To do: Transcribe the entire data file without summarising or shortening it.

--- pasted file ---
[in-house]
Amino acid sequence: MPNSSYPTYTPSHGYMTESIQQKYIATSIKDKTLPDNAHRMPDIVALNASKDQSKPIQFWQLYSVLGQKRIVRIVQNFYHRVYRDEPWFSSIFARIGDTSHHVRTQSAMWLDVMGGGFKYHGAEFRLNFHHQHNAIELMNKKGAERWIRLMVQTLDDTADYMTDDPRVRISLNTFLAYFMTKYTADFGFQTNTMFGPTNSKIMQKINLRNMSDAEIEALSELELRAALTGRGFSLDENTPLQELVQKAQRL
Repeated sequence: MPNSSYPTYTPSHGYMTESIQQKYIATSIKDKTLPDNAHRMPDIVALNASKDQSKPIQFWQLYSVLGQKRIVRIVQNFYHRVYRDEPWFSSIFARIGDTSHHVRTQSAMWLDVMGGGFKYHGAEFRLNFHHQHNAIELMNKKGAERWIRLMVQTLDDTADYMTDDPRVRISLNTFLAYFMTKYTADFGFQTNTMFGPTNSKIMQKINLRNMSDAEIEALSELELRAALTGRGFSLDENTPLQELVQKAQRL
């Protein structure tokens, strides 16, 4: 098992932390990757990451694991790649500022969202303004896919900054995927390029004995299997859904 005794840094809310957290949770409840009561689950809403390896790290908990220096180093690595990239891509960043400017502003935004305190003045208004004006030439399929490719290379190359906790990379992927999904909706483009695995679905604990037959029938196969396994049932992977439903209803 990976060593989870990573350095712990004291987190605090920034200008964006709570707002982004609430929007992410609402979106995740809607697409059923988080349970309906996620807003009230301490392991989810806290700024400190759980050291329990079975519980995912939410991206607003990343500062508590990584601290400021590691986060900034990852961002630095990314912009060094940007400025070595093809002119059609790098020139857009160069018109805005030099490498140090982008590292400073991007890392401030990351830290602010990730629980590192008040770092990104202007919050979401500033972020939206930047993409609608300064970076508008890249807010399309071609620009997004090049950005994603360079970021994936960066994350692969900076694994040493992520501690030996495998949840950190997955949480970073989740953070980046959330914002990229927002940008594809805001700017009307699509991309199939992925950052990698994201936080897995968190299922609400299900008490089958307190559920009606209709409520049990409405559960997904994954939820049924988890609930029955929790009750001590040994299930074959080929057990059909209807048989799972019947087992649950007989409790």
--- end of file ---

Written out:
[in-house]
Amino acid sequence: MPNSSYPTYTPSHGYMTESIQQKYIATSIKDKTLPDNAHRMPDIVALNASKDQSKPIQFWQLYSVLGQKRIVRIVQNFYHRVYRDEPWFSSIFARIGDTSHHVRTQSAMWLDVMGGGFKYHGAEFRLNFHHQHNAIELMNKKGAERWIRLMVQTLDDTADYMTDDPRVRISLNTFLAYFMTKYTADFGFQTNTMFGPTNSKIMQKINLRNMSDAEIEALSELELRAALTGRGFSLDENTPLQELVQKAQRL
Repeated sequence: MPNSSYPTYTPSHGYMTESIQQKYIATSIKDKTLPDNAHRMPDIVALNASKDQSKPIQFWQLYSVLGQKRIVRIVQNFYHRVYRDEPWFSSIFARIGDTSHHVRTQSAMWLDVMGGGFKYHGAEFRLNFHHQHNAIELMNKKGAERWIRLMVQTLDDTADYMTDDPRVRISLNTFLAYFMTKYTADFGFQTNTMFGPTNSKIMQKINLRNMSDAEIEALSELELRAALTGRGFSLDENTPLQELVQKAQRL
């Protein structure tokens, strides 16, 4: 098992932390990757990451694991790649500022969202303004896919900054995927390029004995299997859904 005794840094809310957290949770409840009561689950809403390896790290908990220096180093690595990239891509960043400017502003935004305190003045208004004006030439399929490719290379190359906790990379992927999904909706483009695995679905604990037959029938196969396994049932992977439903209803 990976060593989870990573350095712990004291987190605090920034200008964006709570707002982004609430929007992410609402979106995740809607697409059923988080349970309906996620807003009230301490392991989810806290700024400190759980050291329990079975519980995912939410991206607003990343500062508590990584601290400021590691986060900034990852961002630095990314912009060094940007400025070595093809002119059609790098020139857009160069018109805005030099490498140090982008590292400073991007890392401030990351830290602010990730629980590192008040770092990104202007919050979401500033972020939206930047993409609608300064970076508008890249807010399309071609620009997004090049950005994603360079970021994936960066994350692969900076694994040493992520501690030996495998949840950190997955949480970073989740953070980046959330914002990229927002940008594809805001700017009307699509991309199939992925950052990698994201936080897995968190299922609400299900008490089958307190559920009606209709409520049990409405559960997904994954939820049924988890609930029955929790009750001590040994299930074959080929057990059909209807048989799972019947087992649950007989409790």